Protein Intake at Twice the RDA in Older Men Increases Circulatory Concentrations of the Microbiome Metabolite Trimethylamine-N-Oxide (TMAO) Mitchell, Sarah M.; Milan, Amber M.; Mitchell, Cameron J.; Gillies, Nicola A.; D’Souza, Randall F.; Zeng, Nina; Ramzan, Farha; Sharma, Pankaja; Knowles, Scott O.; Roy, Nicole C.; Sjödin, Anders; Wagner, Karl-Heinz; Zeisel, Steven H.; Cameron-Smith, David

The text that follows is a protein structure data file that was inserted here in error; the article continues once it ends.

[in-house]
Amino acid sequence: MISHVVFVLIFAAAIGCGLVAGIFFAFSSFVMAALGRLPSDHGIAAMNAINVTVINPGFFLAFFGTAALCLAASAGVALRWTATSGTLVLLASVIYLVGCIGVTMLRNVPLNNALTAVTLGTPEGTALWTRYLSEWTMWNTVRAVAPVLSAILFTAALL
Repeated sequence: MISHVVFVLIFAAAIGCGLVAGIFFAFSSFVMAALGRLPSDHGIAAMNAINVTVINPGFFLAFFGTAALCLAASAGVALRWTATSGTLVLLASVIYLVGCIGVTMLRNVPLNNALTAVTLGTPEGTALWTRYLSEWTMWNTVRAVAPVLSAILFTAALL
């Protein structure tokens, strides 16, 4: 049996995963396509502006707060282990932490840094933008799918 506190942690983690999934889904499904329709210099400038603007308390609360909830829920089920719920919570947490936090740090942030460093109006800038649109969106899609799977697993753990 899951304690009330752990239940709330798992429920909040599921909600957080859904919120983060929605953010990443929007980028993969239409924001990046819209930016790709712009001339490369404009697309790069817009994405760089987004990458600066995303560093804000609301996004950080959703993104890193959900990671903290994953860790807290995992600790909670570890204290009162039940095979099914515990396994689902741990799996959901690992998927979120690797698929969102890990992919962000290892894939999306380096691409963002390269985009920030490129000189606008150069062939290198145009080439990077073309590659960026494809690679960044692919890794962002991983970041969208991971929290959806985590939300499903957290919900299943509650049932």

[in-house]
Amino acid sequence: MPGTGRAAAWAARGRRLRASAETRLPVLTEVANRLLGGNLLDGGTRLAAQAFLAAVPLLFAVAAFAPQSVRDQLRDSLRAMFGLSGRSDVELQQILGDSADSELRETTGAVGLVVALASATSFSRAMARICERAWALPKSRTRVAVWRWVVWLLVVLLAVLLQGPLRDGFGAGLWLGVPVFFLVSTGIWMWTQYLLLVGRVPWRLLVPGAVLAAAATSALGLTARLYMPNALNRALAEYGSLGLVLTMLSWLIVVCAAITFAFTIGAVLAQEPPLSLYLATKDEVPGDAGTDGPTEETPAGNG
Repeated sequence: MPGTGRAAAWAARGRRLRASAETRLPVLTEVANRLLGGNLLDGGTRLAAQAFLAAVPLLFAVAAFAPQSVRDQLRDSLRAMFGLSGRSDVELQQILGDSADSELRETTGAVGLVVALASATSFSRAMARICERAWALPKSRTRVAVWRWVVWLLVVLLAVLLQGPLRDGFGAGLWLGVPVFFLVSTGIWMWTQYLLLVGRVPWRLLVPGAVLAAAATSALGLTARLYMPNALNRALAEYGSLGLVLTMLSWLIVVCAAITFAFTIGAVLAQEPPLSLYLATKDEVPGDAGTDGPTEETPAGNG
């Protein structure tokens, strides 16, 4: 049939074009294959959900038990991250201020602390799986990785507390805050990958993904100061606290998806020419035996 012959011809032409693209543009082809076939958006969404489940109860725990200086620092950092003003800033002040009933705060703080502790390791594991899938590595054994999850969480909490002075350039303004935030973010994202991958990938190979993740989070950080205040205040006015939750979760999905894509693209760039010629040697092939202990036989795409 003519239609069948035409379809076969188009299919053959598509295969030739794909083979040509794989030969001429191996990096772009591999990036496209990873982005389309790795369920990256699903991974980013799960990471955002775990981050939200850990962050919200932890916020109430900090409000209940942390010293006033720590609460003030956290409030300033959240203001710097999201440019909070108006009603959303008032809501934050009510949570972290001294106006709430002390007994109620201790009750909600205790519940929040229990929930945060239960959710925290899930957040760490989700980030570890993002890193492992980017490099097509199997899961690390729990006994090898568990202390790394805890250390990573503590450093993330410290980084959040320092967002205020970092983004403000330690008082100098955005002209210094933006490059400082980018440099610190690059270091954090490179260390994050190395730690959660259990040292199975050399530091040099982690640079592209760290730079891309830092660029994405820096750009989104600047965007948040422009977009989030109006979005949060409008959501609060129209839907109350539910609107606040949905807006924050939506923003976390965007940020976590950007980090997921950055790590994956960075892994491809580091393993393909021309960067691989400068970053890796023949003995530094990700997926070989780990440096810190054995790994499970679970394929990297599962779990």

Higher dietary protein intake is increasingly recommended for the elderly; however, high protein diets have also been linked to increased cardiovascular disease (CVD) risk. Trimethylamine-N-oxide (TMAO) is a bacterial metabolite derived from choline and carnitine abundant from animal protein-rich foods. TMAO may be a novel biomarker for heightened CVD risk. The purpose of this study was to assess the impact of a high protein diet on TMAO. Healthy men (74.2 ± 3.6 years, n = 29) were randomised to consume the recommended dietary allowance of protein (RDA: 0.8 g protein/kg bodyweight/day) or twice the RDA (2RDA) as part of a supplied diet for 10 weeks. Fasting blood samples were collected pre- and post-intervention for measurement of TMAO, blood lipids, glucose tolerance, insulin sensitivity, and inflammatory biomarkers. An oral glucose tolerance test was also performed. In comparison with RDA, the 2RDA diet increased circulatory TMAO (p = 0.002) but unexpectedly decreased renal excretion of TMAO (p = 0.003). LDL cholesterol was increased in 2RDA compared to RDA (p = 0.049), but no differences in other biomarkers of CVD risk and insulin sensitivity were evident between groups. In conclusion, circulatory TMAO is responsive to changes in dietary protein intake in older healthy males.
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